4 Tech Hacks to Save Money on Your Next Flight

Passenger relaxing on airplane
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Looking to save money on your next flight? Let technology work for you and put these four great hacks to good use.

They'll help keep cash in your pocket to spend on more important things, like tacky souvenirs and margaritas beside the pool.

Use Private Browsing to Search for Flights

We all know that flight prices vary based on demand. What many people aren't aware of is that some airlines take this to extremes, and display higher prices to people who repeatedly search for the same thing.

Most websites save cookies (small pieces of text) on your phone or computer to help identify you every time you use the site. The theory goes that if you are checking the cost of a San Francisco to New York flight every few days, it's a trip you really want to take. Some airlines will start pushing up the price as a result, attempting to make you book right now before the cost gets any higher.

The easiest way to avoid this shady practice is to use private browsing when looking for flights, which automatically deletes cookies and other identifying information when you close your web browser.

Here's how to use private browsing on Chrome, Firefox, Internet Explorer, and Safari.

Buy From a Different Country

Speaking of flights, prices for the exact same flights can vary based on something as simple as the country you're buying them from. If you're looking to buy domestic flights in another country, or an international flight departing from somewhere other than the US, it's worth using a tech trick to make it seem as if you're browsing from the country in question.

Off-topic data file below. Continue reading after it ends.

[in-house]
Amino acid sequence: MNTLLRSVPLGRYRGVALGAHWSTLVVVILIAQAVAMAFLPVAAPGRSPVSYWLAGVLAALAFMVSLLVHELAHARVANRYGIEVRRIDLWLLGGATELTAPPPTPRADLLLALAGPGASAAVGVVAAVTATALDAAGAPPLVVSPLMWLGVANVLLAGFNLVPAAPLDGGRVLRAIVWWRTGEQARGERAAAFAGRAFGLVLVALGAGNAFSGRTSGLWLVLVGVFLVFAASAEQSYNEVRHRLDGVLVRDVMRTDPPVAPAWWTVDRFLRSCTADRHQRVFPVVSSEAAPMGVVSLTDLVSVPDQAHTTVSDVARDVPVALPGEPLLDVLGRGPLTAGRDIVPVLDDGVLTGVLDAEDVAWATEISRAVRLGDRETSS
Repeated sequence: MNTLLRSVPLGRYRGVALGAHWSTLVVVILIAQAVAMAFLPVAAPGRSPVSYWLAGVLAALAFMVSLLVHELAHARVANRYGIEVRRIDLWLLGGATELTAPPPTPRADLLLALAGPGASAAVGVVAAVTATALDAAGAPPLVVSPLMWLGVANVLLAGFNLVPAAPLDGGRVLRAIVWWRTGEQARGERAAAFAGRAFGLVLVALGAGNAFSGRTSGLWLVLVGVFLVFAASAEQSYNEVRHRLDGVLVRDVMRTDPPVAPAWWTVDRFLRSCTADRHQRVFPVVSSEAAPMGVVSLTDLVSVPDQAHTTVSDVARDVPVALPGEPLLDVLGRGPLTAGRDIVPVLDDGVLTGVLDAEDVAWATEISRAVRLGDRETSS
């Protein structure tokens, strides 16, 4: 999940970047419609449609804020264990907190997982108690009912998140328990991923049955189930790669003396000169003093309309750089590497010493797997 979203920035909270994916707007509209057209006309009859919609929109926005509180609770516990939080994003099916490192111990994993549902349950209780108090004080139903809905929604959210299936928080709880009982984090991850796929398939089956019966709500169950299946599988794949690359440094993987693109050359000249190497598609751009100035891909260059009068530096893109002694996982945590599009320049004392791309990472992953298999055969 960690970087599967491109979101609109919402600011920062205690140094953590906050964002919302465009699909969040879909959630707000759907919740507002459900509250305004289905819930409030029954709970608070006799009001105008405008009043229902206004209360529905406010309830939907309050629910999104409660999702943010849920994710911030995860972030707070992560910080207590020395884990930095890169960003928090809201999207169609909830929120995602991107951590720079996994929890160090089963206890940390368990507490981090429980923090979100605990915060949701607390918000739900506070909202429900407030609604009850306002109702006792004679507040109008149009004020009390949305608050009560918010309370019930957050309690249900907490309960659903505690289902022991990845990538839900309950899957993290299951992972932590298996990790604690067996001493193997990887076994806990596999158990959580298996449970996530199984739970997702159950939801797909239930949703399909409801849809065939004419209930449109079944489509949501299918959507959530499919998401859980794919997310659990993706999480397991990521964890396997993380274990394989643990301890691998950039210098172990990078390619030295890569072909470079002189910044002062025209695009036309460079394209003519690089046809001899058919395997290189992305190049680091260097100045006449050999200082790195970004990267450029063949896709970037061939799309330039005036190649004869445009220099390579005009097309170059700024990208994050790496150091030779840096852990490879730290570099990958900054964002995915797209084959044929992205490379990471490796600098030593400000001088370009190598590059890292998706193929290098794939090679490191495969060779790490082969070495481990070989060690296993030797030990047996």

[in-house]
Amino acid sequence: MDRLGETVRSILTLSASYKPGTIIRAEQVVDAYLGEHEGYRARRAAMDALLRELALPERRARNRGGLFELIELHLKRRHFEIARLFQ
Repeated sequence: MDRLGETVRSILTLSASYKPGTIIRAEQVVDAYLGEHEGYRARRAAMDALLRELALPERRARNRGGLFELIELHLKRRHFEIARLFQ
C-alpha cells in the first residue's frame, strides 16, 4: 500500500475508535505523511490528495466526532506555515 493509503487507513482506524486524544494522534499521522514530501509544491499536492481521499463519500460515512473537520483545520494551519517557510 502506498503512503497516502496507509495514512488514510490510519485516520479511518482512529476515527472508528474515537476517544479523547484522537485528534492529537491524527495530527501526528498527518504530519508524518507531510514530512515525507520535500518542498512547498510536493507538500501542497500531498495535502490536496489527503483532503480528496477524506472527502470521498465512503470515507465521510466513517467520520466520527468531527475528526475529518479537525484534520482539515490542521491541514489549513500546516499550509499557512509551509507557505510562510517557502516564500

If you already have some VPN software on your device (and as a traveler, you should), just tell it that you want to connect through France, Thailand or wherever your flight departs from.

Witopia and TunnelBear are good VPN options, and browser add-ons like Zenmate do the same thing, but only for web traffic.

Always Use Flight Search Sites

Even if you're sure you want to fly with your favorite airline, it's worth using a search site like Skyscanner or Adioso to check out the options.

Not only do they often turn up much cheaper carriers for your intended route if you're flying point to point, they'll sometimes show flights with your preferred carrier that are cheaper than what you'll find on the airline's own website.

Why? Some online travel agents and consolidators buy tickets in bulk, and still offer them at a lower price even when the airline's site has already bumped the cost up due to demand.

Many flight search sites also give more flexible options when specifying your dates and destination. If you're not set on flying on a particular day or to a certain airport, search across entire weeks or months, and even entire countries, to find that elusive bargain fare.

Avoid the Silly Surcharges

With base fares getting cheaper and cheaper, airlines look to make up the difference with 'ancillary charges' – in other words, anything that's not the actual act of moving you from place to place. One of the more annoying fees has to do with the check-in process.

While each airline is different, some will charge you extra for checking in at a counter rather than online. Read the fine print on your booking, and if this applies to you, don't forget to log on and check in the night before.

Most airlines will open online check-in 24 hours before the flight – but they'll usually close it three or four hours before departure, so don't wait until you get to the airport.

It's also worth finding out whether you need a printed copy of your boarding pass, or whether you can save it to your smartphone or use an airline's app instead.

Make sure you follow check-in instructions to the letter – airlines like European budget carrier Ryanair are notorious for charging as much as $115 per person for a counter check-in and $25 just to print out a boarding pass!

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